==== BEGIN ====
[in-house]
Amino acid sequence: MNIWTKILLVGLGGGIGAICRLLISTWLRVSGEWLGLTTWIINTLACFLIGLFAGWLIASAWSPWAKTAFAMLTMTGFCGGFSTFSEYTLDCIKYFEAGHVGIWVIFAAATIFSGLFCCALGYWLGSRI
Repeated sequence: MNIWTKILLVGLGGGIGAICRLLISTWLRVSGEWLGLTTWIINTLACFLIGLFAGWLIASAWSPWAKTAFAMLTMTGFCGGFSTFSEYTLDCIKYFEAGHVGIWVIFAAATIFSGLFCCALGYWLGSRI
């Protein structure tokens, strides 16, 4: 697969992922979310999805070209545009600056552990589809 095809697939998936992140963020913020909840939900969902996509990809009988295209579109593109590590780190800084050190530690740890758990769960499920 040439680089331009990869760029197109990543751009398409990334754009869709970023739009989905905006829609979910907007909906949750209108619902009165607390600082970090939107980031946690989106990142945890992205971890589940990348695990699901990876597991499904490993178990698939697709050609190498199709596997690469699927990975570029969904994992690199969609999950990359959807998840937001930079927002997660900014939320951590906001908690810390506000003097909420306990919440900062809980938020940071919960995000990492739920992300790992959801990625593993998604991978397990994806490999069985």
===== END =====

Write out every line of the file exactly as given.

[in-house]
Amino acid sequence: MNIWTKILLVGLGGGIGAICRLLISTWLRVSGEWLGLTTWIINTLACFLIGLFAGWLIASAWSPWAKTAFAMLTMTGFCGGFSTFSEYTLDCIKYFEAGHVGIWVIFAAATIFSGLFCCALGYWLGSRI
Repeated sequence: MNIWTKILLVGLGGGIGAICRLLISTWLRVSGEWLGLTTWIINTLACFLIGLFAGWLIASAWSPWAKTAFAMLTMTGFCGGFSTFSEYTLDCIKYFEAGHVGIWVIFAAATIFSGLFCCALGYWLGSRI
């Protein structure tokens, strides 16, 4: 697969992922979310999805070209545009600056552990589809 095809697939998936992140963020913020909840939900969902996509990809009988295209579109593109590590780190800084050190530690740890758990769960499920 040439680089331009990869760029197109990543751009398409990334754009869709970023739009989905905006829609979910907007909906949750209108619902009165607390600082970090939107980031946690989106990142945890992205971890589940990348695990699901990876597991499904490993178990698939697709050609190498199709596997690469699927990975570029969904994992690199969609999950990359959807998840937001930079927002997660900014939320951590906001908690810390506000003097909420306990919440900062809980938020940071919960995000990492739920992300790992959801990625593993998604991978397990994806490999069985």